The 2010 political season started early in the Heartland when Ben Albritton announced he’s running for state representative in District 66, which includes all of Hardee County, plus a portion of northwest Sebring, Avon Park and south-central Polk County.
Two Winter Haven men have joined the race as well: chiropractor Gary Newberry, and Leviticus Reed, who ran last year for the Winter Haven Canal Commission.
Newberry told a Polk newspaper that schools, health care, property taxes and insurance rates fair are the major issues in the state. “It never changes,” he said. “There’s always going to be these issues.”
Albritton loves public service, and promotes the Florida Citrus Commission, which he serves as the district 2 commissioner; this year, he’s the chairman.
“I get the greatest pleasure out of serving,” Albritton said. “I love to do it. That’s how I get more out of life.”
District 66 is currently represented by Baxter Troutman, who is limited to four terms in office. Troutman and Albritton are friends, and it was Troutman who first suggested Albritton could replace him.
“The actual thought emerged from a conversation he and I had four years ago,” Albritton said. “He was down here at my office talking to my brother and me, and we asked, who’s thinking about running? Who’s going to fill this seat when you’re gone? And he smiled and looked at me, and said, ‘What about you?’”
Albritton said if he hadn’t been a fourth-generation citrus grower, he might have chosen the ministry. He teaches a life group – a church group of 12 to 15 people who meet at his house every Wednesday.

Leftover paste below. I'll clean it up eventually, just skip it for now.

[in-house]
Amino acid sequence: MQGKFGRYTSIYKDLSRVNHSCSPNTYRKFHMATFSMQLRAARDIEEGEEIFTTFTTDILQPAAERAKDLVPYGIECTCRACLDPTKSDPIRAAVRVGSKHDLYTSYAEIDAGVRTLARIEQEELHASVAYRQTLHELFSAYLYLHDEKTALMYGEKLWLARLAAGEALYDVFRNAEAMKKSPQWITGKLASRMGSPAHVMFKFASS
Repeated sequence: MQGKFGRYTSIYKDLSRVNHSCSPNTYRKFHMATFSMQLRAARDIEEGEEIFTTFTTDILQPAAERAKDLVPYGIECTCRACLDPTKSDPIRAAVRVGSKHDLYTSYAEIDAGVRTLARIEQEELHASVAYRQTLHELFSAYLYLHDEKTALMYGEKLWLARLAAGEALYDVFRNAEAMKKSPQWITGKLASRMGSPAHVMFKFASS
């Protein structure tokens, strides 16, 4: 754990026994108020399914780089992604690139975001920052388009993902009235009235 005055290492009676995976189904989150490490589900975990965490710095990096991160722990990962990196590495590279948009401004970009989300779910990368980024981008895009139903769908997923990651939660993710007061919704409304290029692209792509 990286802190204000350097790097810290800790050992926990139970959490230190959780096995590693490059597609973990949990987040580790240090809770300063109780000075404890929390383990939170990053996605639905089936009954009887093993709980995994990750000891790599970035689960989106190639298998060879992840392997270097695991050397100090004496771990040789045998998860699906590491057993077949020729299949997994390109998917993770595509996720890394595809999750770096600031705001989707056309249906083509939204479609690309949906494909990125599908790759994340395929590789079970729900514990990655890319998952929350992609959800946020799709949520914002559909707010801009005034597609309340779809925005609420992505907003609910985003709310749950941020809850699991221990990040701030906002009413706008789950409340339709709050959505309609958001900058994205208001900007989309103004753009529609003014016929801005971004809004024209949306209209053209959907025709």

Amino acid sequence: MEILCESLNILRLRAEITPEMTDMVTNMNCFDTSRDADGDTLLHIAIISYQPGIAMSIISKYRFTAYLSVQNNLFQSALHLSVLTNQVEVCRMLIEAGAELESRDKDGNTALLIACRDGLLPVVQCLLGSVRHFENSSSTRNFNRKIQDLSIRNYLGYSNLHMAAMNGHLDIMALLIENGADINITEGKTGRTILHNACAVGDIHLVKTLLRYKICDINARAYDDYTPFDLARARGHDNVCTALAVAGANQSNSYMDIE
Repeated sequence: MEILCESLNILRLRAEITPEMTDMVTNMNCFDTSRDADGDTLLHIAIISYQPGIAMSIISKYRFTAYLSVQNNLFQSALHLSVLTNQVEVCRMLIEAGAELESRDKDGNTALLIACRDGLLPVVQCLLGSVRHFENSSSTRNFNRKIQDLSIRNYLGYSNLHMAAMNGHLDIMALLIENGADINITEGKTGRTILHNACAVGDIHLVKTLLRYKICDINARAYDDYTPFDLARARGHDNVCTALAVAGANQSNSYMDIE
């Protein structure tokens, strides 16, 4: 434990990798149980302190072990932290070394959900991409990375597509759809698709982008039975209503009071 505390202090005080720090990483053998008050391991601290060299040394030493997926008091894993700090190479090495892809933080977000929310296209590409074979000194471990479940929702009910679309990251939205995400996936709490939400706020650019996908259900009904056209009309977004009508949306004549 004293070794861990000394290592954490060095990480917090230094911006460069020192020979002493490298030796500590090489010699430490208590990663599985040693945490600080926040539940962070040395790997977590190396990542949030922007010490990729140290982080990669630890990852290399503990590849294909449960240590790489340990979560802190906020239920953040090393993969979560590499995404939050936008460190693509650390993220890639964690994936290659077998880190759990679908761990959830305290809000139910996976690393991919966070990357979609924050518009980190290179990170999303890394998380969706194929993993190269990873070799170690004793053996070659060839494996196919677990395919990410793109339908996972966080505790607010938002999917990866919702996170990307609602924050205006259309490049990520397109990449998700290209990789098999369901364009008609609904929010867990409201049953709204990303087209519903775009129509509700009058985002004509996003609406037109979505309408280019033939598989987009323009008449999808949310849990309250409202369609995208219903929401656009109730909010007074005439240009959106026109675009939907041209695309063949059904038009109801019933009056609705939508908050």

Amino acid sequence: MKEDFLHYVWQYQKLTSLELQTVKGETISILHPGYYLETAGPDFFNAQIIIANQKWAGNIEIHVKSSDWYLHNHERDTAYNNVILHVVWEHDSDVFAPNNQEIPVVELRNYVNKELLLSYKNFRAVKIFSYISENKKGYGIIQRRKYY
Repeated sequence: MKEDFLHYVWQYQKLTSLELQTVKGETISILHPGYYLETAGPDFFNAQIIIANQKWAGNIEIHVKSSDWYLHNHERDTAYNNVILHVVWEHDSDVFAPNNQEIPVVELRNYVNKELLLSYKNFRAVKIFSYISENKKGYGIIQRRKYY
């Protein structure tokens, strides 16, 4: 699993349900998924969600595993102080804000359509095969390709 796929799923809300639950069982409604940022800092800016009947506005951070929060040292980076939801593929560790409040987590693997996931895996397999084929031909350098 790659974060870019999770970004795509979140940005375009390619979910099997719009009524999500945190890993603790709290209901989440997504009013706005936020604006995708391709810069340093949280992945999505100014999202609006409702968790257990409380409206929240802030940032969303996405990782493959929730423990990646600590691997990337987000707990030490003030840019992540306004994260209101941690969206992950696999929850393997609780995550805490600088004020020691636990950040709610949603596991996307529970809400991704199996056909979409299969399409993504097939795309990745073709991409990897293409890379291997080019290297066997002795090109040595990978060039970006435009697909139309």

Family is more important to him than business: “I prioritize my life. It’s simply the only way to keep my head above water. Guard and protect your family. I’m married to the most amazing woman I ever met, Missy. God, family, and others,” said Albritton. “If any of those things get out of order in my life, I know it very quickly.”
Albritton and his wife have three children: Rebecca, 11; Joshua, 8; and Ryan, 4. They live in Wauchula.
The Albritton family started in Bowling Green, which Ben points out was the first home of the Strawberry Festival, before it moved to Plant City. Today, the family owns groves in Hardee and Manatee counties, and an insurance business.
Albritton has a degree in citrus and business from Florida Southern College in Lakeland.
His platform has three components which Albritton said are intertwined and inseparable: family values, education and business. “That is the core of our society,” Albritton said.
“Insurance is super-important in Florida, and it’s going to be a significant challenge in the future,” he said. “The greenbelt exemption going to have be protected with life and limb.”
He also wants to reduce the number of divorces. He cited research from Strong Marriages Florida, which says fragmented families cost the taxpayers $1.9 billion per year.
Albritton would not disclose how much money he has raised, except to say the amount is significant. The first filing deadline for financial statements is June 30.